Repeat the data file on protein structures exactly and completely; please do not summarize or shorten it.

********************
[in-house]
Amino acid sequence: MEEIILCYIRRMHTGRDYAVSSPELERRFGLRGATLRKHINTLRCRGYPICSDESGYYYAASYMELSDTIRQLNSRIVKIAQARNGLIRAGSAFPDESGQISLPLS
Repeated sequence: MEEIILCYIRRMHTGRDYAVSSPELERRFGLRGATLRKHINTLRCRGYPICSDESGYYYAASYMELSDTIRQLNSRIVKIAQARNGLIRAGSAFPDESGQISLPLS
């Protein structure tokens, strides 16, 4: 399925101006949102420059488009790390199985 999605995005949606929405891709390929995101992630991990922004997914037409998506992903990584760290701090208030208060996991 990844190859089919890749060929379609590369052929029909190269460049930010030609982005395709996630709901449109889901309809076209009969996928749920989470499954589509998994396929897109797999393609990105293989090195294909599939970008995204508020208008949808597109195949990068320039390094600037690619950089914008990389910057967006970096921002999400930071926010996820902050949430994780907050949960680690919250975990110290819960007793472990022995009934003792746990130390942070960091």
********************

[in-house]
Amino acid sequence: MEEIILCYIRRMHTGRDYAVSSPELERRFGLRGATLRKHINTLRCRGYPICSDESGYYYAASYMELSDTIRQLNSRIVKIAQARNGLIRAGSAFPDESGQISLPLS
Repeated sequence: MEEIILCYIRRMHTGRDYAVSSPELERRFGLRGATLRKHINTLRCRGYPICSDESGYYYAASYMELSDTIRQLNSRIVKIAQARNGLIRAGSAFPDESGQISLPLS
């Protein structure tokens, strides 16, 4: 399925101006949102420059488009790390199985 999605995005949606929405891709390929995101992630991990922004997914037409998506992903990584760290701090208030208060996991 990844190859089919890749060929379609590369052929029909190269460049930010030609982005395709996630709901449109889901309809076209009969996928749920989470499954589509998994396929897109797999393609990105293989090195294909599939970008995204508020208008949808597109195949990068320039390094600037690619950089914008990389910057967006970096921002999400930071926010996820902050949430994780907050949960680690919250975990110290819960007793472990022995009934003792746990130390942070960091």